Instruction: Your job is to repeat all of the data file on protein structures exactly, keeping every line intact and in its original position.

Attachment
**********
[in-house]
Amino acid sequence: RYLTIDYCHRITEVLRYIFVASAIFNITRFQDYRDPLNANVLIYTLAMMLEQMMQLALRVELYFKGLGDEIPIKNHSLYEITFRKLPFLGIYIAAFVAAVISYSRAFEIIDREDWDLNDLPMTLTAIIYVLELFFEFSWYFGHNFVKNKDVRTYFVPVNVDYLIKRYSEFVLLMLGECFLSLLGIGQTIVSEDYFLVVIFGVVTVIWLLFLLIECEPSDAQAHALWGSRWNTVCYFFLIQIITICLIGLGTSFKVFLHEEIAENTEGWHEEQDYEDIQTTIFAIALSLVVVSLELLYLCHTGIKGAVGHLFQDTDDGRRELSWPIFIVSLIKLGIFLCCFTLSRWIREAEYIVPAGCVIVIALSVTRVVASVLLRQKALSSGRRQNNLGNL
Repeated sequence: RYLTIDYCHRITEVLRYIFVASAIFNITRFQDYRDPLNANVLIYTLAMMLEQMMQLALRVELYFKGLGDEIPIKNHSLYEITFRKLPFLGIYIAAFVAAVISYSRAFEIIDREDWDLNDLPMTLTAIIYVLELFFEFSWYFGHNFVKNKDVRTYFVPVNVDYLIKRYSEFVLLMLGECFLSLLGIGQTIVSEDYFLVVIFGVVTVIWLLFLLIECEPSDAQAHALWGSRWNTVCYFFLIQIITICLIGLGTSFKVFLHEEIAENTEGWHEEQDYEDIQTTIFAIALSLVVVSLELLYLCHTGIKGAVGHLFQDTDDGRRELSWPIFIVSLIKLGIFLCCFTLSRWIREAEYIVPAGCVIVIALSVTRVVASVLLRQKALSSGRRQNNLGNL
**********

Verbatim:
[in-house]
Amino acid sequence: RYLTIDYCHRITEVLRYIFVASAIFNITRFQDYRDPLNANVLIYTLAMMLEQMMQLALRVELYFKGLGDEIPIKNHSLYEITFRKLPFLGIYIAAFVAAVISYSRAFEIIDREDWDLNDLPMTLTAIIYVLELFFEFSWYFGHNFVKNKDVRTYFVPVNVDYLIKRYSEFVLLMLGECFLSLLGIGQTIVSEDYFLVVIFGVVTVIWLLFLLIECEPSDAQAHALWGSRWNTVCYFFLIQIITICLIGLGTSFKVFLHEEIAENTEGWHEEQDYEDIQTTIFAIALSLVVVSLELLYLCHTGIKGAVGHLFQDTDDGRRELSWPIFIVSLIKLGIFLCCFTLSRWIREAEYIVPAGCVIVIALSVTRVVASVLLRQKALSSGRRQNNLGNL
Repeated sequence: RYLTIDYCHRITEVLRYIFVASAIFNITRFQDYRDPLNANVLIYTLAMMLEQMMQLALRVELYFKGLGDEIPIKNHSLYEITFRKLPFLGIYIAAFVAAVISYSRAFEIIDREDWDLNDLPMTLTAIIYVLELFFEFSWYFGHNFVKNKDVRTYFVPVNVDYLIKRYSEFVLLMLGECFLSLLGIGQTIVSEDYFLVVIFGVVTVIWLLFLLIECEPSDAQAHALWGSRWNTVCYFFLIQIITICLIGLGTSFKVFLHEEIAENTEGWHEEQDYEDIQTTIFAIALSLVVVSLELLYLCHTGIKGAVGHLFQDTDDGRRELSWPIFIVSLIKLGIFLCCFTLSRWIREAEYIVPAGCVIVIALSVTRVVASVLLRQKALSSGRRQNNLGNL